The 1×4 temporary brace boards were also marked on 2 foot marks so that the tops of the trusses could be aligned easily as they go up. The board is marked 3/4 inch in from the first edge, that edge is marked “start” and then the rest marked 24 inch centers from the 3/4 inch mark. This allows the start end to lap the first truss completely and the other marks to align with the centers of the trusses.
Shown in the illustration are special alignment tools made for Cobb Habitat. The first was made by a Gray Ghost from 2×4′s and some of these are still around. I think they still make them.
Aleignment braces being picked up from a wheelbarrow. Note some are a little more refined than others, but all work the same. Drop them over two truss rails and they will be held rigidly at the proper spacing, truss-to-truss.
My drawings are all made with some free software, called “Google Sketchup”. Takes a little getting used to, but I did all four drawings for this article in a couple of hours.
This drawing illustrates the use of the 1×4 braces, the alignment tool, and the placement of angle braces within the underside of the top rails of the roof trusses. With Google Sketchup, once you have made a component (such as the first truss member in the top illustration), you can manipulate it in space and duplicate it anywhere. 2x4s and OSB are drawn in 3D in a matter of seconds and can be rotated and slid into place like real wood. The angle braces started outside of this drawing in free space and then repositioned and rotated in various directions to get it placed in the framing. Everything stays to scale and in perspective as you rotate things around, even look underneath. The angle braces greatly strengthen the house.
Here are pictures of one of the end trusses and of the house with the safety pole stripped of its OSB as we found it Saturday morning. Work of the Gray Ghosts.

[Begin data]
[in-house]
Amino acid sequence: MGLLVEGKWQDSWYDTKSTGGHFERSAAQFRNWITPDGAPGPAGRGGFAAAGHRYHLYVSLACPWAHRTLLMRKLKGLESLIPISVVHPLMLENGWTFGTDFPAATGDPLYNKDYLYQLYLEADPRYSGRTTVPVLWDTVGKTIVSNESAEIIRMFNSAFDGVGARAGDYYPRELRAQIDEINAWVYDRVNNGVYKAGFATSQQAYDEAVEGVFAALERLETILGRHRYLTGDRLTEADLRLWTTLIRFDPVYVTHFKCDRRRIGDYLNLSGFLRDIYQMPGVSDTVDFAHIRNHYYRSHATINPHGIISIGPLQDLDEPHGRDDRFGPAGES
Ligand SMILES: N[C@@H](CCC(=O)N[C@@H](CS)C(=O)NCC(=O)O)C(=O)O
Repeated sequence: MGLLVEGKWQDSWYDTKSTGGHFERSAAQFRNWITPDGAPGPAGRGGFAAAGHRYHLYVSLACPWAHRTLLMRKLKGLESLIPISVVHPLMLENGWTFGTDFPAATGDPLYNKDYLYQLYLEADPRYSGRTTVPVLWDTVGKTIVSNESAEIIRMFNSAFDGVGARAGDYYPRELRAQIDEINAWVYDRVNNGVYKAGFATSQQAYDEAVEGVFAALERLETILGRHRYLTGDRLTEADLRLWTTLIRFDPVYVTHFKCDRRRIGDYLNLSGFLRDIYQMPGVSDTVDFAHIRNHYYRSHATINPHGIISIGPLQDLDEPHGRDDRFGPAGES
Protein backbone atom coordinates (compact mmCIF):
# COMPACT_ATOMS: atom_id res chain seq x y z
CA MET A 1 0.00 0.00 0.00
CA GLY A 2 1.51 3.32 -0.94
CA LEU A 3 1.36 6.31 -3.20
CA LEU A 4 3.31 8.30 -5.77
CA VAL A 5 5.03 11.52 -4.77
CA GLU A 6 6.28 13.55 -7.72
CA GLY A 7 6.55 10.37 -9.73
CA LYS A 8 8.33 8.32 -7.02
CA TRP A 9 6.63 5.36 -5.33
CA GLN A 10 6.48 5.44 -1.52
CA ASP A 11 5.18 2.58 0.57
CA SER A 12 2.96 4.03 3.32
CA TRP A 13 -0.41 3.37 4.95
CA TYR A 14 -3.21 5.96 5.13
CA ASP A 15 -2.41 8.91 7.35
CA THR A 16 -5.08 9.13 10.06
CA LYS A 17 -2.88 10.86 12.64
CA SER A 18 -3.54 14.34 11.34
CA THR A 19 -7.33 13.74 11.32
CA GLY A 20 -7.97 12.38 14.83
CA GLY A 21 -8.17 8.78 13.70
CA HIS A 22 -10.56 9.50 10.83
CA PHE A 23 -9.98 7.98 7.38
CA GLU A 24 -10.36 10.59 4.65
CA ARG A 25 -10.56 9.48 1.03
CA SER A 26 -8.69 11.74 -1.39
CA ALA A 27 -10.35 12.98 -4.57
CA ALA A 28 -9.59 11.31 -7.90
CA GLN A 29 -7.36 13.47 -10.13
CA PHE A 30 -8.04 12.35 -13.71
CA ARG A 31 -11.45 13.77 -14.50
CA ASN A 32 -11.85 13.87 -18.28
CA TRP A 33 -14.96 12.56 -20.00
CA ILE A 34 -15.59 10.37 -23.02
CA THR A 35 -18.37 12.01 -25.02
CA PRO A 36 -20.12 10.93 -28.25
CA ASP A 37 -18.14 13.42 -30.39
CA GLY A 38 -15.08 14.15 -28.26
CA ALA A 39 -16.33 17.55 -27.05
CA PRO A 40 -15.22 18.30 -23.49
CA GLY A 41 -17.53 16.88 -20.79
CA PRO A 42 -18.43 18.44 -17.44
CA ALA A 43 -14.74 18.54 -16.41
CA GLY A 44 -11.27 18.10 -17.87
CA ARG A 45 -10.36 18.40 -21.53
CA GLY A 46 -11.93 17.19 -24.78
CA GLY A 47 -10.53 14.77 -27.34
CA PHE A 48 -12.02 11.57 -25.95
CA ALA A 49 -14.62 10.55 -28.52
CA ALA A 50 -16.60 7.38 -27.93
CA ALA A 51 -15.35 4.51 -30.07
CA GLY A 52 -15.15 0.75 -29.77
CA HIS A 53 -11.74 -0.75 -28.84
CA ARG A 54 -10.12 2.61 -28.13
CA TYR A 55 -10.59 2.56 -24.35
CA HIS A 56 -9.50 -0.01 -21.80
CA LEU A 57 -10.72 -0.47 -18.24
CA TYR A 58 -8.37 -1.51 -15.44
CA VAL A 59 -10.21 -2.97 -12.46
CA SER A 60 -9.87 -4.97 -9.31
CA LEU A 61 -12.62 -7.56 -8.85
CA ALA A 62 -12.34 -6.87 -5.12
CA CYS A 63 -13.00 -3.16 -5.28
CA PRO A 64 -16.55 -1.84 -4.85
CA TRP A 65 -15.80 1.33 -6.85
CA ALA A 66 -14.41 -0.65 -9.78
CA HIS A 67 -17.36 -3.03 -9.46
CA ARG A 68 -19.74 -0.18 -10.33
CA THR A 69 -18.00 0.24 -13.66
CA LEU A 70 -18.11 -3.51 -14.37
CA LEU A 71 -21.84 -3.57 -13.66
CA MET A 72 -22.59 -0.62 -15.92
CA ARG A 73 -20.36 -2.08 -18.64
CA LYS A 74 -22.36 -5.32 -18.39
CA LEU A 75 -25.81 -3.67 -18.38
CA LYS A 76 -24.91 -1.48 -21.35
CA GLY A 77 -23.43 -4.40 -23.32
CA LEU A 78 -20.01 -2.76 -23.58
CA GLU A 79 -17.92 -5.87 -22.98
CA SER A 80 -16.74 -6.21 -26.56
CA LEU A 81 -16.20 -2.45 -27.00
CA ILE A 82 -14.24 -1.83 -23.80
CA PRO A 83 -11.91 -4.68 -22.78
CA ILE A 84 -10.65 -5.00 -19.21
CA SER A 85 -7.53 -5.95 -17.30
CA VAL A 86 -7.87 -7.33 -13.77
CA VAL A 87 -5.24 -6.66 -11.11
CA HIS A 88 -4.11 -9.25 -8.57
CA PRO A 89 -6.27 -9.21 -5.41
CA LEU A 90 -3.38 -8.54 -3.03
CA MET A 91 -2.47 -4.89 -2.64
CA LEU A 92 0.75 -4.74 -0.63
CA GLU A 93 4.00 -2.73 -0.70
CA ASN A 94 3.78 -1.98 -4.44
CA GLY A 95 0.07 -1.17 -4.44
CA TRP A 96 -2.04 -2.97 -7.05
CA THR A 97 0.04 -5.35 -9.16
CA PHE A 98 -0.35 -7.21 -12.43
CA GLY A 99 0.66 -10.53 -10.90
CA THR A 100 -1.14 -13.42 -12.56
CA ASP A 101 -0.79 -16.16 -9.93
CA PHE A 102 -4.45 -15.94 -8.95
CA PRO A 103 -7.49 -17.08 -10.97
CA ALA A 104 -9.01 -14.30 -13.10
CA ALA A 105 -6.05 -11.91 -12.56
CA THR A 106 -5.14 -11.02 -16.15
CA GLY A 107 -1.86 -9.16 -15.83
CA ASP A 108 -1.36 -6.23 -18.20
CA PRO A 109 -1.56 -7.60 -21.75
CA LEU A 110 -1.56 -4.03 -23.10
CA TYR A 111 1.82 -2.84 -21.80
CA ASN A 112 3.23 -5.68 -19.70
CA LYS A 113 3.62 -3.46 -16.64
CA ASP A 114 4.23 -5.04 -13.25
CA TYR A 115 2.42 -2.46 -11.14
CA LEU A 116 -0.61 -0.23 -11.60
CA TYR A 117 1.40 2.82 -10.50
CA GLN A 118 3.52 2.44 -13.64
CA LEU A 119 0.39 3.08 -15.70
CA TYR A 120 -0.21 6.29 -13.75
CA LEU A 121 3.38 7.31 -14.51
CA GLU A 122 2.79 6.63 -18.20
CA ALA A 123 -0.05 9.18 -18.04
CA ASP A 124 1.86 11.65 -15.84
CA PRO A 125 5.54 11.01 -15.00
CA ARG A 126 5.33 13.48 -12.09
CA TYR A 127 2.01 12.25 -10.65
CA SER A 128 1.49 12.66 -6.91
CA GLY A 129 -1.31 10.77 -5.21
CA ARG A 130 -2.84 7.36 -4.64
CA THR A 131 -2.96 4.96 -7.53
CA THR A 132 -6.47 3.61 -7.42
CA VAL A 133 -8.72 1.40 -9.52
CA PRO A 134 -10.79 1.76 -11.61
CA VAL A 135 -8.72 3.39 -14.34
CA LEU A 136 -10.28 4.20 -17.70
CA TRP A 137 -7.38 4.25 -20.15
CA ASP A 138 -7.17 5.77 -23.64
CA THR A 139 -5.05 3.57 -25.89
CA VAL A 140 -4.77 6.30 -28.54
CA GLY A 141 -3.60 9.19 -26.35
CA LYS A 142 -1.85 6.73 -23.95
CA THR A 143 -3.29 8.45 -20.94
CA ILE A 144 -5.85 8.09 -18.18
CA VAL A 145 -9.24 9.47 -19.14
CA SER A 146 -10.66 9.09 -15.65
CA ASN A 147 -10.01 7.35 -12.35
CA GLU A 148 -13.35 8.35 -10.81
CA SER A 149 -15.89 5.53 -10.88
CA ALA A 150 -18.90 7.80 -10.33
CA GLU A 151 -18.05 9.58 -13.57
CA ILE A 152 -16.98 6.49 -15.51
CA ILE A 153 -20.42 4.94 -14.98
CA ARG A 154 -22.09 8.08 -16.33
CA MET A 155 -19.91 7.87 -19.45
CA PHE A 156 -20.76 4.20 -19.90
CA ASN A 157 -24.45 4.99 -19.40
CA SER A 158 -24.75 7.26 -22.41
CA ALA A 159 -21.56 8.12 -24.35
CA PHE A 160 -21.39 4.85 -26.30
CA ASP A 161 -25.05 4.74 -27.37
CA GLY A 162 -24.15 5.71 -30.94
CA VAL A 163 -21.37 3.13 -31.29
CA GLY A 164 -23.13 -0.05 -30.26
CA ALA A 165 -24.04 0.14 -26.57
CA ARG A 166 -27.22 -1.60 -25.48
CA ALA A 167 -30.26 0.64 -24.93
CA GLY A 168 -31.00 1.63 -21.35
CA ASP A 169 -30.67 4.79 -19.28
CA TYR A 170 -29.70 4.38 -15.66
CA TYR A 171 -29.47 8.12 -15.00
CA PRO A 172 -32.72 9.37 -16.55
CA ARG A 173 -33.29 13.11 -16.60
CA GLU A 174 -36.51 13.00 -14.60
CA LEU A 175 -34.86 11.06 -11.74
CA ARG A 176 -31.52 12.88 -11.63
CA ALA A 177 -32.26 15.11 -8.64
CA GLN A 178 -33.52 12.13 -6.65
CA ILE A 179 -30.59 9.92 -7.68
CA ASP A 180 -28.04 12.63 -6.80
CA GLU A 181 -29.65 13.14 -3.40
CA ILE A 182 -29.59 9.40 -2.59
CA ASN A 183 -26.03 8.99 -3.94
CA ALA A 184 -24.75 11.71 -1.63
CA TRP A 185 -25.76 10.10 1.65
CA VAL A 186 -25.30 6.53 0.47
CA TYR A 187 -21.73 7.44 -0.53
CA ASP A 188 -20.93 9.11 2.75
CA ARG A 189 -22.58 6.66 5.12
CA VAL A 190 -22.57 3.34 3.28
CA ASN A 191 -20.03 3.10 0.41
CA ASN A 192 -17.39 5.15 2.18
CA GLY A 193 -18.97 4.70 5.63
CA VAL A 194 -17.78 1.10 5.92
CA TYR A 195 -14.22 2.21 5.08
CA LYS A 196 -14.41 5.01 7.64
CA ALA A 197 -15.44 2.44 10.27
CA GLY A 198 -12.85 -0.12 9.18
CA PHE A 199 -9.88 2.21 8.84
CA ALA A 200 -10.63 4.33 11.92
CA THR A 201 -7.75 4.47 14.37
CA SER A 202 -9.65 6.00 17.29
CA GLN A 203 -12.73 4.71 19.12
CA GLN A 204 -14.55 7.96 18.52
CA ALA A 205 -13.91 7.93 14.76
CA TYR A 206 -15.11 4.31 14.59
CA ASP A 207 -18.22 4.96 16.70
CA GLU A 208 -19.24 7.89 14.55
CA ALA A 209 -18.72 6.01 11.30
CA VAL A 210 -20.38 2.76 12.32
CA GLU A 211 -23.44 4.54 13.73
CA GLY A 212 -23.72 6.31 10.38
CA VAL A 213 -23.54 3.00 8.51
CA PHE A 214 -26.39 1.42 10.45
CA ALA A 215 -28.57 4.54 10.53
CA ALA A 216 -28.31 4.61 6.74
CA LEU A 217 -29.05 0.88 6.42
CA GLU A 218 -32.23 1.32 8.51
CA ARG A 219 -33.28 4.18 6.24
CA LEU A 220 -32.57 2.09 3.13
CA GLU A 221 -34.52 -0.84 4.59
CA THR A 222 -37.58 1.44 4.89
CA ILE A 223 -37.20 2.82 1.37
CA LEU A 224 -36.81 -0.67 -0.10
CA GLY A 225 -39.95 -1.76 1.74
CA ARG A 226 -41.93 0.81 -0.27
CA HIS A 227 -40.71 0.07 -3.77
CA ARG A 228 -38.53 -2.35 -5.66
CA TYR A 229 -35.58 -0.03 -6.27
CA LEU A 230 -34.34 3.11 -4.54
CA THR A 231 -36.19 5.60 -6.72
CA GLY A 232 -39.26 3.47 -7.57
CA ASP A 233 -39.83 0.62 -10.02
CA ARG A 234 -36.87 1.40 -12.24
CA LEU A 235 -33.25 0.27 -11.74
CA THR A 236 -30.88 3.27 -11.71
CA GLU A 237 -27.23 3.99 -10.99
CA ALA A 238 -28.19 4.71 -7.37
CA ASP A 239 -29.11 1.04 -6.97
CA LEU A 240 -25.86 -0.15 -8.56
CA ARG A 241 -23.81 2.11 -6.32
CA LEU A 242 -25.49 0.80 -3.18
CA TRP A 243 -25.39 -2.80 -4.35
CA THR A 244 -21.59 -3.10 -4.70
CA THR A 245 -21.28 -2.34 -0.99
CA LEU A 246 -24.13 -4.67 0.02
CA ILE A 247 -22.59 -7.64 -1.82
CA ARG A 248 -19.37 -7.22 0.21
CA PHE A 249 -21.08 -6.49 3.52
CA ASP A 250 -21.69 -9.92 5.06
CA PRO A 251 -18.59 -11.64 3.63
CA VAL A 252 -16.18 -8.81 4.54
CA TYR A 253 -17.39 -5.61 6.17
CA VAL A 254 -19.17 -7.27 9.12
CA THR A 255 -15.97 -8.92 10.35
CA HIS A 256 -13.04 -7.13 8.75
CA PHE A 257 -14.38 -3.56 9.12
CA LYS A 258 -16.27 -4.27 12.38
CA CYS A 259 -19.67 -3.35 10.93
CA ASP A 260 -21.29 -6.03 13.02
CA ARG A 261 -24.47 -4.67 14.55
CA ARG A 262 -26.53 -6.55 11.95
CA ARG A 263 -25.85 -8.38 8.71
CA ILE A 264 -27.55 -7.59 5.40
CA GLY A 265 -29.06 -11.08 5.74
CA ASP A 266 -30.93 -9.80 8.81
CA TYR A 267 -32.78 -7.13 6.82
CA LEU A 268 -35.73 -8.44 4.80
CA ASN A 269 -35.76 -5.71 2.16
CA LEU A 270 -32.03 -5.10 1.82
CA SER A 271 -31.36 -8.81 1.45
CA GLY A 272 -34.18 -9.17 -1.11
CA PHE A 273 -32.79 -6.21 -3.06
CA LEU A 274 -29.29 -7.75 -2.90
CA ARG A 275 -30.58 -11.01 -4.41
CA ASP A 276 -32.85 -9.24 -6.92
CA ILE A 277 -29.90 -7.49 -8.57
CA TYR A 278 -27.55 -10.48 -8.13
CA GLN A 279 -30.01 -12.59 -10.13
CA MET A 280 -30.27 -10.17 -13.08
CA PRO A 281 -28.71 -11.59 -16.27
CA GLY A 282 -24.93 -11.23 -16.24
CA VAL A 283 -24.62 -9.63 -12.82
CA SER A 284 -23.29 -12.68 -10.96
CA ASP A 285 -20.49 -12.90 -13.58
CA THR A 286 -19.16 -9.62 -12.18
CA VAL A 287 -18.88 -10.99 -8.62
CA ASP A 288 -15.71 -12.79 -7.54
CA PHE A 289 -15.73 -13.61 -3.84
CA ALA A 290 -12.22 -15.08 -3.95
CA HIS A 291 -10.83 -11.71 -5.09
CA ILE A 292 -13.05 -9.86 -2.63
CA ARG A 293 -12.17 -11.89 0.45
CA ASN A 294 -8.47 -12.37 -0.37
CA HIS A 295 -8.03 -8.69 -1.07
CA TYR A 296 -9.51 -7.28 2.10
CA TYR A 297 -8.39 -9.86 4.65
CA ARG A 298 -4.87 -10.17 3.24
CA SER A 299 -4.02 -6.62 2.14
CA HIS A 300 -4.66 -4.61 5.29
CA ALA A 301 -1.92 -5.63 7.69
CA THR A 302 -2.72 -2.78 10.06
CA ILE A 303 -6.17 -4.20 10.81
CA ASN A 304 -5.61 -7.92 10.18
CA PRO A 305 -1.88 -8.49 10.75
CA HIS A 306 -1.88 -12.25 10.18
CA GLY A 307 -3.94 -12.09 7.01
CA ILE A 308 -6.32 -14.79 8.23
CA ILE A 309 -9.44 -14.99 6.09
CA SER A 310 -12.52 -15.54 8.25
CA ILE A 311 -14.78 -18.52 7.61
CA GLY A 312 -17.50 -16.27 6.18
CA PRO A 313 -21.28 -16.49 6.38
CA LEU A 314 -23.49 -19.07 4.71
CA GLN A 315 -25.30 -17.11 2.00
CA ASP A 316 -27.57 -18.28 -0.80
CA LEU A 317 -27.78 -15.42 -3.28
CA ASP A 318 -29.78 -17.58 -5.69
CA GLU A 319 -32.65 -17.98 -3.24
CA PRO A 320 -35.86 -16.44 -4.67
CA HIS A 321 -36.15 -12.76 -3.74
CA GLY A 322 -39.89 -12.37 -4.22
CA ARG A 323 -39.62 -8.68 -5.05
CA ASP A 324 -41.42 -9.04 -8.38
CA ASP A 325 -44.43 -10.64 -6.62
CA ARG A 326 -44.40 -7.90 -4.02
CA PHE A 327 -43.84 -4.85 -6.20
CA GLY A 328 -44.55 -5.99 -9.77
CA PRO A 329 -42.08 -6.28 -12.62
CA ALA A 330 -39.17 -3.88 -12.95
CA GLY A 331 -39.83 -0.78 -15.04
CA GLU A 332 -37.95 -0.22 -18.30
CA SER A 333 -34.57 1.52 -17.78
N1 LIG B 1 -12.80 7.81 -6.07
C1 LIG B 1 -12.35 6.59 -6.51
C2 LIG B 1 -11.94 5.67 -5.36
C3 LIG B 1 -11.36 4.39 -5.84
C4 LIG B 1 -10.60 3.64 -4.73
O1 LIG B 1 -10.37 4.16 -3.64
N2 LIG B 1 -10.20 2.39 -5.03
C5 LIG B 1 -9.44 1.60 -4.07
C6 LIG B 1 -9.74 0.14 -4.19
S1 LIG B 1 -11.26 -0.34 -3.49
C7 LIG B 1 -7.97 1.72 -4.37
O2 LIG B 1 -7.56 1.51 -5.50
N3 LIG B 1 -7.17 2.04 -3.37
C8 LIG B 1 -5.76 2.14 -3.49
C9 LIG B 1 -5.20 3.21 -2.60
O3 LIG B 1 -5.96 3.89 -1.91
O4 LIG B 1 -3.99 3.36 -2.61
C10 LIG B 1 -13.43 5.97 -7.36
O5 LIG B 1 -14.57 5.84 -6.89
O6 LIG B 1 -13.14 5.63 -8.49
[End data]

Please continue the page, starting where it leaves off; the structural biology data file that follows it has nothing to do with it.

Here are the OSB cutouts for the end trusses and the barge rafters already cut by the Gray Ghosts. Thanks guys! OSB is laid on the end trusses along the centers of the web and marked for cutout. The cutouts and the web are both marked so the the OSB can be lifted up to the installed truss and nailed on later. Hoisting a truss with the OSB installed can be done but it is a real strain and adds to the danger. Cutting the OSB from measurements after the truss is up is also possible but a real pain.
The barge rafter is easily cut on the ground using the truss as a pattern. The ends match the truss but so you will know, for a 5/12 roof, the angles are 45 degrees for the top cut and 67 1/2 degrees for the bottom cut. All four were cut in advance by the Gray Ghosts. Otherwise experienced volunteers would have done all of this before the last end truss went up so that they would have a pattern. Barge rafters go on the sloped ends of the roof on the drip line . I’ll have other pictures when I illustrate their installation later in this article.
Here we are installing the fifth truss. Note that multiple alignment spacers are in use and so is the long 1×4 board used for temporary bracing. I’m illustrating the use of the made-on-site forked Y’s to lift and guide the truss onto the frame of the house. The fellow poking his head up is in real danger. He is ready to duck and all the volunteers are told to move the trusses in small increments as he helps them guide it through. He tries to stay visible to everyone on both sides of the wall and that helps them protect him as well.
There are people on the inside guiding the truss with their own poles. The safety beam (often called the “sissy beam”) which bridges across the living room (not in these pictures, partially in the picture below) helps hold the other end of the truss when it bridges that room and also keeps the top end of the “A” from tipping over and dropping down into the house. Jeff calls the people using the Y’s guys – “Wyse Guys”. “Com’on wyse guys pick your end up higher”. The truss tends to catch on the walls and have to be lifted and shoved at the same time to overcome that.